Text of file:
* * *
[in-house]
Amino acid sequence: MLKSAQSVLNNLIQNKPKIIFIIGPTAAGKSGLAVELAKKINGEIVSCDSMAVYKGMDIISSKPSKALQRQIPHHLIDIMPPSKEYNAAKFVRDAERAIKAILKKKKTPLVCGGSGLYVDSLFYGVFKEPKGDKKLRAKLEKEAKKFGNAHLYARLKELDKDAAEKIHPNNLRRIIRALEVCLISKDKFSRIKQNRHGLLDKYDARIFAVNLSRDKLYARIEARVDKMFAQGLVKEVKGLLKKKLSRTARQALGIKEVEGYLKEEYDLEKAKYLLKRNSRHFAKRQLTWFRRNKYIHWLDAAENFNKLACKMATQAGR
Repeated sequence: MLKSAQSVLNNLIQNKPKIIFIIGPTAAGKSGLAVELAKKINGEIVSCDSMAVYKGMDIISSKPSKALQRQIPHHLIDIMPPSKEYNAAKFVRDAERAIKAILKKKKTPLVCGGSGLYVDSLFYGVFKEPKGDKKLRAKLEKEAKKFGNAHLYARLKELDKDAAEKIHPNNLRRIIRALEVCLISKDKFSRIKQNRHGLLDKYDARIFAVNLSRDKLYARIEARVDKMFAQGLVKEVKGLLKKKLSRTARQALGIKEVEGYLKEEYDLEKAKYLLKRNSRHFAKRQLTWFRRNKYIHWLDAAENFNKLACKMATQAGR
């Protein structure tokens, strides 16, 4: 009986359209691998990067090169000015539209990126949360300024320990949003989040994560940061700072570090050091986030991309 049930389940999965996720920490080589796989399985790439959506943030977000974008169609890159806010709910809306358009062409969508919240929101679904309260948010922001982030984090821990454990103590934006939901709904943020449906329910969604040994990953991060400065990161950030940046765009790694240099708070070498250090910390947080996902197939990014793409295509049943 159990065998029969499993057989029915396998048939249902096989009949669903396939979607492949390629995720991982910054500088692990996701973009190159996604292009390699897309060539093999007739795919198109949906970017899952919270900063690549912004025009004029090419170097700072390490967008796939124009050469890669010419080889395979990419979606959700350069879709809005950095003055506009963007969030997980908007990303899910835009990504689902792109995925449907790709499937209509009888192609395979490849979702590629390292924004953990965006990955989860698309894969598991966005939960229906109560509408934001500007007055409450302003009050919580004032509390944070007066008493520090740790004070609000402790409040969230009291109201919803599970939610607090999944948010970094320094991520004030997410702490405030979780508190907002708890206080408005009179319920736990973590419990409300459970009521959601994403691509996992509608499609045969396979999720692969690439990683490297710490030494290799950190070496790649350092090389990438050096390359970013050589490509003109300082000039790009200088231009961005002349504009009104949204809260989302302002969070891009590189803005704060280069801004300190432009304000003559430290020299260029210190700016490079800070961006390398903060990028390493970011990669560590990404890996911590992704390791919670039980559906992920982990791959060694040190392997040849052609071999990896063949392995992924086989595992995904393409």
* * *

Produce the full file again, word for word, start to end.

[in-house]
Amino acid sequence: MLKSAQSVLNNLIQNKPKIIFIIGPTAAGKSGLAVELAKKINGEIVSCDSMAVYKGMDIISSKPSKALQRQIPHHLIDIMPPSKEYNAAKFVRDAERAIKAILKKKKTPLVCGGSGLYVDSLFYGVFKEPKGDKKLRAKLEKEAKKFGNAHLYARLKELDKDAAEKIHPNNLRRIIRALEVCLISKDKFSRIKQNRHGLLDKYDARIFAVNLSRDKLYARIEARVDKMFAQGLVKEVKGLLKKKLSRTARQALGIKEVEGYLKEEYDLEKAKYLLKRNSRHFAKRQLTWFRRNKYIHWLDAAENFNKLACKMATQAGR
Repeated sequence: MLKSAQSVLNNLIQNKPKIIFIIGPTAAGKSGLAVELAKKINGEIVSCDSMAVYKGMDIISSKPSKALQRQIPHHLIDIMPPSKEYNAAKFVRDAERAIKAILKKKKTPLVCGGSGLYVDSLFYGVFKEPKGDKKLRAKLEKEAKKFGNAHLYARLKELDKDAAEKIHPNNLRRIIRALEVCLISKDKFSRIKQNRHGLLDKYDARIFAVNLSRDKLYARIEARVDKMFAQGLVKEVKGLLKKKLSRTARQALGIKEVEGYLKEEYDLEKAKYLLKRNSRHFAKRQLTWFRRNKYIHWLDAAENFNKLACKMATQAGR
């Protein structure tokens, strides 16, 4: 009986359209691998990067090169000015539209990126949360300024320990949003989040994560940061700072570090050091986030991309 049930389940999965996720920490080589796989399985790439959506943030977000974008169609890159806010709910809306358009062409969508919240929101679904309260948010922001982030984090821990454990103590934006939901709904943020449906329910969604040994990953991060400065990161950030940046765009790694240099708070070498250090910390947080996902197939990014793409295509049943 159990065998029969499993057989029915396998048939249902096989009949669903396939979607492949390629995720991982910054500088692990996701973009190159996604292009390699897309060539093999007739795919198109949906970017899952919270900063690549912004025009004029090419170097700072390490967008796939124009050469890669010419080889395979990419979606959700350069879709809005950095003055506009963007969030997980908007990303899910835009990504689902792109995925449907790709499937209509009888192609395979490849979702590629390292924004953990965006990955989860698309894969598991966005939960229906109560509408934001500007007055409450302003009050919580004032509390944070007066008493520090740790004070609000402790409040969230009291109201919803599970939610607090999944948010970094320094991520004030997410702490405030979780508190907002708890206080408005009179319920736990973590419990409300459970009521959601994403691509996992509608499609045969396979999720692969690439990683490297710490030494290799950190070496790649350092090389990438050096390359970013050589490509003109300082000039790009200088231009961005002349504009009104949204809260989302302002969070891009590189803005704060280069801004300190432009304000003559430290020299260029210190700016490079800070961006390398903060990028390493970011990669560590990404890996911590992704390791919670039980559906992920982990791959060694040190392997040849052609071999990896063949392995992924086989595992995904393409």